If you’re like most people, you probably freeze when someone asks you what you think is the best movie of all time. What if you give a confident answer, only to wake up in the middle of the night, certain you should have said something else? And do you choose the movie you love most, or one you know is commonly identified as great? After all, if you go with one of the classic, default choices—Citizen Kane, Casablanca, The Godfather—no one can accuse you of having bad taste, or strange taste. Or the wrong taste.

After compiling and annotating my own list of the 100 best movies of the past century—broken down by decade, 10 pictures in each—I’m here to reassure you that there’s no such thing as the wrong taste. And if there is such a thing as bad or strange taste, then my advice is to own it. No one can dictate your preferences to you; they’re as individual as your fingerprints. Besides, the issue is further complicated by the fact that there are so many barometers of greatness. Is the best movie the one you can watch anytime, the one that always lifts your mood? Is it the one that makes you cry the hardest? Is it the one with the actors you never tire of watching?

Your decisions about what constitutes greatness will be specific to you. In this case, I’m giving you mine. The internet is full of polls that have divined, by soliciting votes from film critics and filmmakers, what are ostensibly the greatest movies of all time. This list isn’t the result of a poll. Aside from the question of whether we really need yet another film survey, there’s a way in which choosing by committee irons the idea of loving movies into a smooth, flat sheet, as if the right amount of number crunching will yield the answer. But as with all individuals, our sensibilities are much more nuanced; there is no such thing as an objective truth when it comes to art. Our movie tastes are determined by some indefinable electrical current of enthusiasm or joy or deep, radiating sadness, or some combination of the three. In that sense, our favorite movies aren’t about taste at all, but simply about listening to what really speaks to us.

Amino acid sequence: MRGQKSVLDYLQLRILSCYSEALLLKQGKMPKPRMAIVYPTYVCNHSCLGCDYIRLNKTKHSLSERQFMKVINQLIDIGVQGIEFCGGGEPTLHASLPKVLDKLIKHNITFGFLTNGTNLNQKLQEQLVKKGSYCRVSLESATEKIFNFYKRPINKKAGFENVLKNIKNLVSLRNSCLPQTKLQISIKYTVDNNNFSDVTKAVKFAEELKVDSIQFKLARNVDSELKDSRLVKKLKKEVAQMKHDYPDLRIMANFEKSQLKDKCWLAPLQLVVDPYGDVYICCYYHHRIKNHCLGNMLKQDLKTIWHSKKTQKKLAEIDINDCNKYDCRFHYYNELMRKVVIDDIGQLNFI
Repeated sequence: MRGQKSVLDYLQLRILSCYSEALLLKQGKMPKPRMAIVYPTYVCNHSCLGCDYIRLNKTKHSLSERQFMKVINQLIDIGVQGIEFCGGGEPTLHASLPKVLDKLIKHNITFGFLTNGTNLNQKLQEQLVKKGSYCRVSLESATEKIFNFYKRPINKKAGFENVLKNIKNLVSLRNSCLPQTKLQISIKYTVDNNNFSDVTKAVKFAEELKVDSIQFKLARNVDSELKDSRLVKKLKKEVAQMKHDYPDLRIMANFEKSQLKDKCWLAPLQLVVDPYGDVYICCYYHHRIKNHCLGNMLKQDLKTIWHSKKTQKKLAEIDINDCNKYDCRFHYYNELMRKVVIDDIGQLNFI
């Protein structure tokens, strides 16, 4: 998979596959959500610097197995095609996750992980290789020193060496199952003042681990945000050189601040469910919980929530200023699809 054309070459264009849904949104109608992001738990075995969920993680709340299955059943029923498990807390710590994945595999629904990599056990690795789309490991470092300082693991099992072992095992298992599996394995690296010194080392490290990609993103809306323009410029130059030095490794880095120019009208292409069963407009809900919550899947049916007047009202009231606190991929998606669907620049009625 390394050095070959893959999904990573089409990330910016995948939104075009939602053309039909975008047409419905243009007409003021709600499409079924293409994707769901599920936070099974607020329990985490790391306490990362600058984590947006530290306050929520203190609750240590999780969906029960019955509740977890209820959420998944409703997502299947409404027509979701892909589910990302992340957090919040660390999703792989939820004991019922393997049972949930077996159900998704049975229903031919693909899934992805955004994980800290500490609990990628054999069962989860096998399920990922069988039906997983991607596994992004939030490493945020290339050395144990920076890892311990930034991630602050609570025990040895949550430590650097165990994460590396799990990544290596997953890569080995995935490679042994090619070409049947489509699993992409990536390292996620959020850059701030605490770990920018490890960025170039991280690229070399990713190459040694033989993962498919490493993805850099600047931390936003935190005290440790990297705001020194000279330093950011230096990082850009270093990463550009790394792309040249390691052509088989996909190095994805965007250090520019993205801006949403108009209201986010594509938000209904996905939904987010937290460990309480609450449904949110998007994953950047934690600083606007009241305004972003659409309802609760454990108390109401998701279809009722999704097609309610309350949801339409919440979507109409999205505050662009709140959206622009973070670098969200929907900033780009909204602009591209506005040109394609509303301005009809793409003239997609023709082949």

So how did I choose these 100 films? I’ve spent more than 50 years choosing. These are movies that entwine craftsmanship and spirit. They often feature striking performances. For whatever reason, they touch me deeply.

And all speak, in some way, about the era in which they were made; they’re place markers for the things we’ve seen and the places we’ve been and the experiences of our forebears—or, more accurately, some of our forebears. The unfortunate truth is that through most of the 20th century, the world of filmmaking belonged to white men, at least behind the camera. (Women flexed their power with great performances, many of which are reflected in this list.) There were certainly women filmmakers working in the early part of the century—Alice Guy-Blaché, Dorothy Arzner, Ida Lupino—but until the 1960s and 1970s, at least, the barriers to entry were high. The same is true for filmmakers of color, particularly in the U.S. Through much of the 20th century, it was easier for Black artists to make their mark in music, literature, and painting than in movies. There are exceptions: there was a flowering of so-called race films in the early part of the century, films made specifically for Black American audiences. The novelist and filmmaker Oscar Micheaux was an early, successful pioneer, but it would be decades before filmmakers like Charles Burnett, Melvin Van Peebles, and Julie Dash would find a footing. In that sense, one component of the past 100 years of cinema is a blank space filled with unrealized possibilities. American history is filled with such blank spaces, and they say a lot about us.